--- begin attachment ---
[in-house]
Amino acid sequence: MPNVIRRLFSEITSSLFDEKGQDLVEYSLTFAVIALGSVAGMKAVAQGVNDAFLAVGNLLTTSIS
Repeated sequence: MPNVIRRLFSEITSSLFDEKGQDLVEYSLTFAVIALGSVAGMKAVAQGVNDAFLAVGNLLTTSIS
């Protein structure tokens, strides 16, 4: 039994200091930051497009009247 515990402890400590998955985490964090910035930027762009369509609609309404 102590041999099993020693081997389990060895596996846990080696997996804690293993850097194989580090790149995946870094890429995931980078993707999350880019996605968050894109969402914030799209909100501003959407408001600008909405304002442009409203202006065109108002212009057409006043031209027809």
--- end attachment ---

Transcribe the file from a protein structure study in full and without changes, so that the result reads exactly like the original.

[in-house]
Amino acid sequence: MPNVIRRLFSEITSSLFDEKGQDLVEYSLTFAVIALGSVAGMKAVAQGVNDAFLAVGNLLTTSIS
Repeated sequence: MPNVIRRLFSEITSSLFDEKGQDLVEYSLTFAVIALGSVAGMKAVAQGVNDAFLAVGNLLTTSIS
């Protein structure tokens, strides 16, 4: 039994200091930051497009009247 515990402890400590998955985490964090910035930027762009369509609609309404 102590041999099993020693081997389990060895596996846990080696997996804690293993850097194989580090790149995946870094890429995931980078993707999350880019996605968050894109969402914030799209909100501003959407408001600008909405304002442009409203202006065109108002212009057409006043031209027809």